Just after our last Issue (No. 2) was published the world's first national cosmology supercomputer — COSMOS — was officially launched on Monday, 19th May 1997.
UK scientists investigating the history of the universe have installed the new supercomputer at Cambridge University to support their research. It enables them to model the history of the universe from the first fractions of a second after the Big Bang, right through to the present day, some ten billion years later.
COSMOS is owned and used by the UK Computational Cosmology Consortium (UK-CCC) and represents a vital step in maintaining and enhancing the UK's high international standing in this very competitive field. The Consortium is interdisciplinary and brings together both particle cosmologists and astrophysicists.
Professor Stephen Hawking, principal investigator of the UK-CCC, said at the time of the launch: "The COSMOS computer will enable us to calculate what our theories of the early universe predict and test them against the new observational results that are now coming in." The consortium has already obtained ground-breaking results.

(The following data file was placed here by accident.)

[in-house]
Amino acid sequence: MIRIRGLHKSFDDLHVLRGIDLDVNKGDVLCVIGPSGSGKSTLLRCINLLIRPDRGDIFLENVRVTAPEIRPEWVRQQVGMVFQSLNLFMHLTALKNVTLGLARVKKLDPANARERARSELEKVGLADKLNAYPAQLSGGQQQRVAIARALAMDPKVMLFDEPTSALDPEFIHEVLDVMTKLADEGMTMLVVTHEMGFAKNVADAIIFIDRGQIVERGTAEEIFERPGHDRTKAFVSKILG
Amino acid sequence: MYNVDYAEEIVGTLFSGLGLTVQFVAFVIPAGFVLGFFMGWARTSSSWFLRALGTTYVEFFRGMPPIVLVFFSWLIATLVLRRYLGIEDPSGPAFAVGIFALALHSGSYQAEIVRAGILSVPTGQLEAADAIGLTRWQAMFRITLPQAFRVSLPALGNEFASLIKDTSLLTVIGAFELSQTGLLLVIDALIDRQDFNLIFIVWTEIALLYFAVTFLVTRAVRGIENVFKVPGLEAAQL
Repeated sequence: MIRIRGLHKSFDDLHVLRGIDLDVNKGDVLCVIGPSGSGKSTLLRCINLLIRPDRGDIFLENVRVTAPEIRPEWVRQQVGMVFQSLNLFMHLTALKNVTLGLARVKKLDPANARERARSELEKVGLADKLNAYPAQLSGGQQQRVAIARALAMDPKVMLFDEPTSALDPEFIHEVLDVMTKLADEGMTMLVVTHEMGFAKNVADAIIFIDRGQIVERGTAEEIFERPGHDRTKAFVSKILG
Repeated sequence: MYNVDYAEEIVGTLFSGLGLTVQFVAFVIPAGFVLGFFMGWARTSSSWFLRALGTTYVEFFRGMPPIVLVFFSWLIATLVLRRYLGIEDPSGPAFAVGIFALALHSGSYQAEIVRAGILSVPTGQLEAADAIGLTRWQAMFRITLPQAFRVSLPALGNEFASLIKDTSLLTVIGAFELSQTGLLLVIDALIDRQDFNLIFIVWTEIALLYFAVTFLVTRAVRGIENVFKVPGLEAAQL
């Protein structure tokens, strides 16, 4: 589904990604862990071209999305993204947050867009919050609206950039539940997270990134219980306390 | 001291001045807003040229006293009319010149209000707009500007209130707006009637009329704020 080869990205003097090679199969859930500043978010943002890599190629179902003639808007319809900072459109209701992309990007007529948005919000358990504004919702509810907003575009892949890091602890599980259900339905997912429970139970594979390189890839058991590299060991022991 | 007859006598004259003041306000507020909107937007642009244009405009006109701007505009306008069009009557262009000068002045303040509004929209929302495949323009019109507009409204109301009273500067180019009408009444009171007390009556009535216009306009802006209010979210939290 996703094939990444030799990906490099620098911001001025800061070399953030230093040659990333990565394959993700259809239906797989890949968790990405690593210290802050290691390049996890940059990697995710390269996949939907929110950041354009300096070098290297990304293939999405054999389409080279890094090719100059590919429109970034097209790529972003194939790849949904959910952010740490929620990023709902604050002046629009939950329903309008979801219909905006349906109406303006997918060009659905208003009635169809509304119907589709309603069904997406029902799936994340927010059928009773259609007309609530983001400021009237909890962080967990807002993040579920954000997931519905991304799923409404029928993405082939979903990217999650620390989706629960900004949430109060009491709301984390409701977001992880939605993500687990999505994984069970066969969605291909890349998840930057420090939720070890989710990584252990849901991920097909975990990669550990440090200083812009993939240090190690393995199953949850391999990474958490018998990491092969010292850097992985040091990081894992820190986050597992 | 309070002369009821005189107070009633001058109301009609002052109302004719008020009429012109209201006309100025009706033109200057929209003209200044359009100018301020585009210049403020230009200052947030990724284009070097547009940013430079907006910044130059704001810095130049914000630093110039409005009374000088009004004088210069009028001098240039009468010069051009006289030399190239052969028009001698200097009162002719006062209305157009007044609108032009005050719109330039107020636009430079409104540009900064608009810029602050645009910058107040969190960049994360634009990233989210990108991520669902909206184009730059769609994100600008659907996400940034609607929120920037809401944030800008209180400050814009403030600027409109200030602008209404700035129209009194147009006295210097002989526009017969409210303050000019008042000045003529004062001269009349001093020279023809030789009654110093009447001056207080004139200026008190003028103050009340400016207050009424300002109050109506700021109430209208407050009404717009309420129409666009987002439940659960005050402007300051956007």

UK-CCC's mission is to push back the frontiers of our understanding to the earliest fractions of a second after the Hot Big Bang — to "crack the cosmic code". In particular, the UK-CCC will be studying competing models for the origin of galaxies and other large-scale structures and studying theories about the creation of matter in the universe.
COSMOS (valued at £2M) is the largest Silicon Graphics Origin2000 supercomputer in the UK with 32 high performance R10000 processors and 8,000 Mbytes RAM.
- The COSMOS tour
- Take a guided and illustrated tour describing the new national cosmology supercomputer and the exciting science which initiated this project.